For eighteen years, I have been logging on here every morning and posting an image or two. Sometimes I manage a few paragraphs to go along with the visual "stuff", and occasionally I spill my cuppa on the keyboard. I am still astonished that I had the cheek to set this "book of days" up in the first place, let alone do the blogging thing faithfully for eighteen years in a row. Once in a while, I am OK with my efforts, but mostly I am not. When I look at stuff I posted here years ago, I am appalled. Yuck.

However lacking they are (and they are certainly that), these are my morning pages, and chances are they will remain pretty much as they are in the coming year. There may be a bit of font and banner tinkering now and again, but that is all. I don't foresee any significant changes to this place, and I expect blogging life will simply go on as it has been doing so far, photos and scribblings and bits of poetry.

In late November of 2019, my soulmate passed away after a fierce and "no holds barred" battle with pancreatic cancer, and life without him is still rough going. I can't even begin to express how much I loved the man (and still do), how much I miss his loving, steadfast presence in my life. Within a few months of Irv's passing, other dear friends also passed away from cancer, and I miss them too.

I am still coping with the side effects of my own tussle with cancer. Most of the time, I feel as though I am just clinging to the wreckage and paddling frantically to stay afloat, but I keep going. I give thanks for my tribe and Beau, for wild kin and trees, for sisters of the heart, good neighbors and friends. I could not have gotten here without all of you.

Big life stuff notwithstanding, it's all right to be here and wrapped up in the toings and froings of what I call "the Great Round". Beau and I stay busy, and we go rambling every day and in all weathers. Sometimes, I just tuck the cell phone in my pocket, and off we go, our collars turned up against the wind.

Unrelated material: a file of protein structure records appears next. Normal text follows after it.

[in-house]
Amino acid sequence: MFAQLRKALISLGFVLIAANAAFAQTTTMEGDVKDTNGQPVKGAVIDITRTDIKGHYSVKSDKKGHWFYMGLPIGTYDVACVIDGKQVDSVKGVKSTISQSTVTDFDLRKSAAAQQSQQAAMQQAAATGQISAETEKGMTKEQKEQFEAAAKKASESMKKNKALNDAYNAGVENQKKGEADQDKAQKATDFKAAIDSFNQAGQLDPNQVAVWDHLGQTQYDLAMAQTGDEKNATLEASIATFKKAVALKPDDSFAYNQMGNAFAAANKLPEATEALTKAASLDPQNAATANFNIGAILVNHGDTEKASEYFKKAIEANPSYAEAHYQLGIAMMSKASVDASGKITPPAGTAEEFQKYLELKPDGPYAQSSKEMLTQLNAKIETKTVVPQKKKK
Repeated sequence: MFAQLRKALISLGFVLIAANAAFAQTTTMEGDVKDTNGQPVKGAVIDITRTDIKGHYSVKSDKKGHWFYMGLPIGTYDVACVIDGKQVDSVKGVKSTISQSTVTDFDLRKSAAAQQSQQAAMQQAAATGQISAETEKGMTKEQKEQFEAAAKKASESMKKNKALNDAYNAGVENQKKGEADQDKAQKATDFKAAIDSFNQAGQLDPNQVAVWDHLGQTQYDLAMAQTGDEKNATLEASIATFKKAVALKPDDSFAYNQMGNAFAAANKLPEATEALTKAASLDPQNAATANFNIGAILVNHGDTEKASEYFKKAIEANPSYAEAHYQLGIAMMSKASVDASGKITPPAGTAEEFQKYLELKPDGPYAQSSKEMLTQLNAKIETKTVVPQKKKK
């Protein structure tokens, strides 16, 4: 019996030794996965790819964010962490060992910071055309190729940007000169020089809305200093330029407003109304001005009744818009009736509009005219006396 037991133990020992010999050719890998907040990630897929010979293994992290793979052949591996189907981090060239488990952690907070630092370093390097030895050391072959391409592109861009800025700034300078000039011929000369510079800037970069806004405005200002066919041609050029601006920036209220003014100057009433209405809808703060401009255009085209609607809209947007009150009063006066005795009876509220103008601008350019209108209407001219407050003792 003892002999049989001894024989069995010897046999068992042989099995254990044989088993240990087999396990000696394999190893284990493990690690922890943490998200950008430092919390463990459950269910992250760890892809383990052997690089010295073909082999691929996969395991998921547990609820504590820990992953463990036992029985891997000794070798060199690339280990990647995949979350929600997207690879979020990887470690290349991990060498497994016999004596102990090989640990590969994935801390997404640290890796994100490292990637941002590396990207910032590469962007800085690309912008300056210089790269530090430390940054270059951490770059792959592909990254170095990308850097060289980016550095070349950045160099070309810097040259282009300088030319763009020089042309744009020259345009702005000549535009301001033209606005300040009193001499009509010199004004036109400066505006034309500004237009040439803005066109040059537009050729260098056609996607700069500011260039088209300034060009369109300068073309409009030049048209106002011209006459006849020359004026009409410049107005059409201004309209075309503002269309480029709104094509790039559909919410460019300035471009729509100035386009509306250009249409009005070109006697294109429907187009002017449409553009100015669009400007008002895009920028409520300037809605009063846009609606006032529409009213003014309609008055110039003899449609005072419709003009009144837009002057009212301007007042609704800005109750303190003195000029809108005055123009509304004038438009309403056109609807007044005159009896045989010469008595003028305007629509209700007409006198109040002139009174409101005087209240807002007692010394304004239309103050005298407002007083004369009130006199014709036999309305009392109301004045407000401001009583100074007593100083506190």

We wander along at our own pace, conversing with the great maples and beech mothers, watching leaves dance in the autumn woods, feasting our eyes on the sun going down like a ball of fire over the river, on skies alight with winter stars and moons that seem almost close enough to reach up and touch. My departed love is always with us in spirit, resting warm and easy in the pocket of my tatty old jacket that is closest to my heart - the man loved rambling, and he was usually the first person out the door.

The road goes ever on, and there is magic everywhere if we have the eyes to see it, the wits to acknowledge it, the grace and humility and plain old human decency to show respect and say thank you. The small adventures of our journeying will continue to make their way here every morning and get spilled out on the computer screen with a bad photo or two and a whole rucksack of wonder. The world is an achingly beautiful place, and I am starting to realize that sometimes an image says everything that needs to be said, all by itself, no words needed from this Old Thing. Mary Oliver said it best:

The years to come – this is a promise –
will grant you ample time

to try the difficult steps in the empire of thought
where you seek for the shining proofs
you think you must have.

But nothing you ever understand will be sweeter,
or more binding, than this deep affinity between 
your eyes and the world.

(excerpt from "Terns")

In another poem called "It Was Early", she wrote that sometimes one needs only to stand wherever she is to be blessed, and that is something I keep in mind as Beau and I are tottering along together. Thank you for your kind thoughts and healing energies, your comments and cards and letters, for journeying along with me this year. You are treasured more than you know, and if my fingers were working, I would write each and every one of you. Alas, they are not. Be well, my friends. Be peaceable. Be happy.

Wordless Wednesday - Frosted